The value of new construction projects in New York City hit $32.2 billion in 2016, a 22 percent drop from the prior year, according to a new report.
The decrease is mostly due to the decline in residential construction, the New York Building Congress said in its latest report. Residential construction starts totaled $11.5 billion last year, down from the $19.5 billion seen in 2015.
“There was really no way that the residential sector would be able to maintain the blistering pace of new construction that was set in 2015,” Carlo Scissura, president of the Building Congress, said in a statement. “That said, it’s extremely encouraging to see $11.5 billion in new housing construction last year, despite the expiration of the 421a tax abatement program and the huge number of apartments that were already in the pipeline in 2016.”
An analysis by The Real Deal in January found that approved residential construction permits and new permit applications in New York City plunged in 2016. The city gave the greenlight to approximately 15,697 new units of housing across the five boroughs last year, a 70 percent drop from 2015’s 51,500 units. The number of permits surged in 2015 largely due to the pending expiration of 421a.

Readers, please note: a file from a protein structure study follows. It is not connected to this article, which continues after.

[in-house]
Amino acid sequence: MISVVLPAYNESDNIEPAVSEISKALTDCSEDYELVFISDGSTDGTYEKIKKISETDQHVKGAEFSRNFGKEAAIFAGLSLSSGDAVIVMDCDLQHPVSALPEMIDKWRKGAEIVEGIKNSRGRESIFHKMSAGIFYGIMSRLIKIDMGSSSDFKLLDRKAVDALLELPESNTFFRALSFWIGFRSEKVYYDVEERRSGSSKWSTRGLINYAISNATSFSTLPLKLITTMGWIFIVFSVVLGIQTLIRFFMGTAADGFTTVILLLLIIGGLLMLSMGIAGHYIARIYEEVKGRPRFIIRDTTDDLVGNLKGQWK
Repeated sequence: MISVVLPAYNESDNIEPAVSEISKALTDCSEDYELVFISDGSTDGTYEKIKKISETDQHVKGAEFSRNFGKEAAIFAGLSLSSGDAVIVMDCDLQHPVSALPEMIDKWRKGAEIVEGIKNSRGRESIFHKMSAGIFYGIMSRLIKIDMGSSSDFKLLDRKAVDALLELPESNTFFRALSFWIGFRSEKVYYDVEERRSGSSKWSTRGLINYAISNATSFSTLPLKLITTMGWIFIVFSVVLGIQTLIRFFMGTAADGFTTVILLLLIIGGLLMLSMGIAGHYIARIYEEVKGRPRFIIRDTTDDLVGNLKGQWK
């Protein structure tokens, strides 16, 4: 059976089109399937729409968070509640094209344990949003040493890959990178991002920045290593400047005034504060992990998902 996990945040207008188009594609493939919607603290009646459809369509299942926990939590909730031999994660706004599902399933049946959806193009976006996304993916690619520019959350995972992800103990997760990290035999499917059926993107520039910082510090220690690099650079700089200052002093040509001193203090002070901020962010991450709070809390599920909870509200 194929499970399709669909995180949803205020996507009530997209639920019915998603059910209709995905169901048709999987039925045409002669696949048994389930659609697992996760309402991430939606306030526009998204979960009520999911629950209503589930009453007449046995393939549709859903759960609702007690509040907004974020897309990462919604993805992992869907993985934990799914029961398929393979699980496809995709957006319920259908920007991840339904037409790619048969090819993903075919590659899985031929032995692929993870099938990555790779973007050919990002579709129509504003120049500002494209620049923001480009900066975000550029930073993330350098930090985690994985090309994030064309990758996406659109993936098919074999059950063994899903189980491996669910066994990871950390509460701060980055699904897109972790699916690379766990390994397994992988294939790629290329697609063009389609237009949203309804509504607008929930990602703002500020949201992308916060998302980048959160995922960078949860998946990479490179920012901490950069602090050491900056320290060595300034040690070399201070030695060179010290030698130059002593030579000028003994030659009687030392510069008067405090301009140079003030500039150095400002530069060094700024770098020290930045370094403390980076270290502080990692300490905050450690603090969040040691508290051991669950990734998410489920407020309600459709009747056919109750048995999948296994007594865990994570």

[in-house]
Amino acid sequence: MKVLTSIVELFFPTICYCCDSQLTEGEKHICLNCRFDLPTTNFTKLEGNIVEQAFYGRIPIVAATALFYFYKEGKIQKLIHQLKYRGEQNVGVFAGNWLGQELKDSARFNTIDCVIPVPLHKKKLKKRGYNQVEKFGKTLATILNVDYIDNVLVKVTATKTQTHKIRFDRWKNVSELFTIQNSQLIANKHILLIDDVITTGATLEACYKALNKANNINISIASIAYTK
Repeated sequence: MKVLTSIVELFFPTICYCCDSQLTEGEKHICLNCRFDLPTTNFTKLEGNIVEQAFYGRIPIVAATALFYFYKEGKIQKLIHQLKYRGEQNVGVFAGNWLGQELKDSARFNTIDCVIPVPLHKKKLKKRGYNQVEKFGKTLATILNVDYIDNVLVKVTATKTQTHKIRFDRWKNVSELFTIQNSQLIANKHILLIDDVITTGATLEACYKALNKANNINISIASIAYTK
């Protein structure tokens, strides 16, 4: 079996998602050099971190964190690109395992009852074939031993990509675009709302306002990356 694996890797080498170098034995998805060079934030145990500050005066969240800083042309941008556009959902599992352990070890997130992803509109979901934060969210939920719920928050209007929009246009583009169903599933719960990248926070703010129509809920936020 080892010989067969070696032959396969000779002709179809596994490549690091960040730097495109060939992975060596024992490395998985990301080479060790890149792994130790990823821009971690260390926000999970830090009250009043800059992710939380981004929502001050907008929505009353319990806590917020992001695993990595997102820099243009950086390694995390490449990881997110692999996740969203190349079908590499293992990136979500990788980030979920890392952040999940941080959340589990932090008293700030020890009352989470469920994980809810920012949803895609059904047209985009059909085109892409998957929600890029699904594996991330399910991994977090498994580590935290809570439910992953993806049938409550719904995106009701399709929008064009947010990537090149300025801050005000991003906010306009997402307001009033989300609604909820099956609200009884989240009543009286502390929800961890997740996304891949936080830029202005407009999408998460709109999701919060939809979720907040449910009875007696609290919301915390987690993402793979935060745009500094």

The report notes that despite the decline in overall and residential construction starts, the value still exceeds the average of the last five years. Construction starts averaged $24.1 billion each year from 2011 to 2015.
The new construction projects will total a projected 51.3 million square feet of new floor space, which is a 38 percent drop from 2015’s 82.2 million square feet. The Building Congress’ report includes new ground-up construction, renovations and alterations.
The biggest project initiated last year was the Moinian Group’s 3 Hudson Boulevard, which will span 1.8 million square feet. SL Green Realty’s One Vanderbilt followed at 1.6 million square feet and then Tishman Speyer’s 28-10 Queens Plaza South in Long Island City, at a planned 1.1 million square feet. Last year saw a modest increase in the value of commercial construction starts from $11.9 billion in 2015 to $12 billion in 2016.